We are living in the human era, where we are witnessing incredible technological advancements as well as expanding ourselves cognitively. This mental and technological advancements will allow us to start solving highly sophisticated problems like complex diseases, overpopulation, climate change, racism, and social inequality.
Most companies have realised that in order to reach effective solutions to complex problems, they have to hire multi-disciplinary teams. Organisations like Arup, Accenture, and IBM have been doing this for decades, however in order to reach peak collective cognitive performance, we shouldn’t only focus on industry diversity but also demographic diversity. This means looking at gender, race, sexual orientation and culture. In Forbes Insight’s report on diversity, Rosalind Hudnell said “because of our diverse workforce, we’ve experienced a boost in productivity. When you can move people to contribute to their fullest, it has a tremendous impact”.
The recent Tory conference dealt a huge blow to UK’s diversity, which only adds to ongoing problems we see in industry. From tech, science, to fashion, industries struggle with having a demographically diverse workforce. Aside from the very important issue that it is discriminatory and prejudice to not hire people because they don’t fit with a company’s culture biases, it is also very harmful to innovation.
In this article we focus on two cognitive strands that have an impact on innovation. Ideas are not all created equal; when they come from a diverse intellectual pool they will be stronger than those that come from cognitive echo chambers. The first point to explore is the relationship between cognition and experiences. How we think and how our brain is networked is in part to do with our social, physical, and mental experiences. For example, how an Inuit thinks and perceives the concept of space would be vastly different than someone who has lived in Manhattan their entire life. One can observe structural difference in the hippocampus, and altered activity in the visual cognitive system. This results in differences in their cognitive processing – for example how they map their navigation of a space, or even how they feel about space.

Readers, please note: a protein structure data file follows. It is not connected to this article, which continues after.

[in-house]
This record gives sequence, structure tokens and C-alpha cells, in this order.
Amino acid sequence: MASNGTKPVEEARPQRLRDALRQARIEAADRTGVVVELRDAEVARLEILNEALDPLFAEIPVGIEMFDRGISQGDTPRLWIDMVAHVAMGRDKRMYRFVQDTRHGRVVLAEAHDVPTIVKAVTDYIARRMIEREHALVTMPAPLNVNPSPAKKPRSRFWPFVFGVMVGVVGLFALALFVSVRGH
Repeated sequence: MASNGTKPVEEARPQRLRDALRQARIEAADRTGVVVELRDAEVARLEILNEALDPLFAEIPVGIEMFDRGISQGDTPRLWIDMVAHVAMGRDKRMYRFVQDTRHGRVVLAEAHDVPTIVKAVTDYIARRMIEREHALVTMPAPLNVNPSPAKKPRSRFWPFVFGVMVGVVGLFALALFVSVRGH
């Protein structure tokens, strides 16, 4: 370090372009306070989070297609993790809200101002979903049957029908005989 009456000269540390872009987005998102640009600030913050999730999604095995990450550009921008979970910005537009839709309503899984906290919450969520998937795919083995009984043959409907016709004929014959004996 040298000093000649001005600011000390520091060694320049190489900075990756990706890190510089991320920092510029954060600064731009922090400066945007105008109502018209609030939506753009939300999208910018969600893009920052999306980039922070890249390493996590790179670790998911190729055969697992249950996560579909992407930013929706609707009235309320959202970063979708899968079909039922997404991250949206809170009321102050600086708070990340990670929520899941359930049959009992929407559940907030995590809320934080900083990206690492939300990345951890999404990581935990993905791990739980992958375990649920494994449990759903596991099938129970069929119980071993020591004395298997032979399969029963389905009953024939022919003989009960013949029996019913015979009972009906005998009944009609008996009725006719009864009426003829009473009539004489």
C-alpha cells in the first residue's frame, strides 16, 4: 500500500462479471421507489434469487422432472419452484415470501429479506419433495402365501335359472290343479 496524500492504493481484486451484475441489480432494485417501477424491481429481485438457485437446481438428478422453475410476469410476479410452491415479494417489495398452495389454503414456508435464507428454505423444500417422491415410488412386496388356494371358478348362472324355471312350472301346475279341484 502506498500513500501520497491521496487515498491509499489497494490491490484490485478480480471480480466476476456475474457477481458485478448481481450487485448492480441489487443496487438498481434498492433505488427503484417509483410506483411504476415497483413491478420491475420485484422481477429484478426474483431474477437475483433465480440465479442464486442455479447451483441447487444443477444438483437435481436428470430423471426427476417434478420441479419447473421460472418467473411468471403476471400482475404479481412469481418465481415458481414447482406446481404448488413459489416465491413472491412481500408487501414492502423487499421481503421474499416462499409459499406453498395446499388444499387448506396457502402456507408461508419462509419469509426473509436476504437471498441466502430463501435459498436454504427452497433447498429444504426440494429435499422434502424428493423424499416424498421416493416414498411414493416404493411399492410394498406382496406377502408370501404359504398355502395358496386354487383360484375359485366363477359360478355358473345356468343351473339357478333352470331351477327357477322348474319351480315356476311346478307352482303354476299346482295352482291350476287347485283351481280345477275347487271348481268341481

The second strand is the link between language and cognition. The idea that different languages can influence how we think goes back to the 1930’s with the work of American linguists Edward Sapir and Benjamin Lee Whorf. They studied how different languages vary and how speakers of different languages think differently due to the language they speak. Studies have shown that teaching people new colour words, for example, changes their aptitude to distinguish more colours. Also teaching people new words for “time” gives them new ways to conceptualise and think about it. In other words, it provides and understanding that language shapes our mind and influences how we think.
Linking the two strands to innovation, the more culturally, gender, and racially diverse a company is the more types of cognition or intelligence they will have access to. Different people bring different ways of solving problems based on their life experiences and the languages they speak. We need this level of cognitive diversity in the workforce if we are to be industry leaders and create solutions that will be effective and intelligent. The good new is that there companies being set up to help with orchestrating diversity within industry. For example, Sarah Bunter’s casting agency helps fashion brands find modelS from diverse backgrounds, Nuanced helps brands communicate and reach marginalised demographics, and Brook Graham, advises companies on how to hire a diverse and inclusive workforce.
In this period of human evolution there is no room for the era illiteracy presented by the current UK government, where an international and demographically diverse workforce is being shunned.
Source: UK Tech – The Huffington Post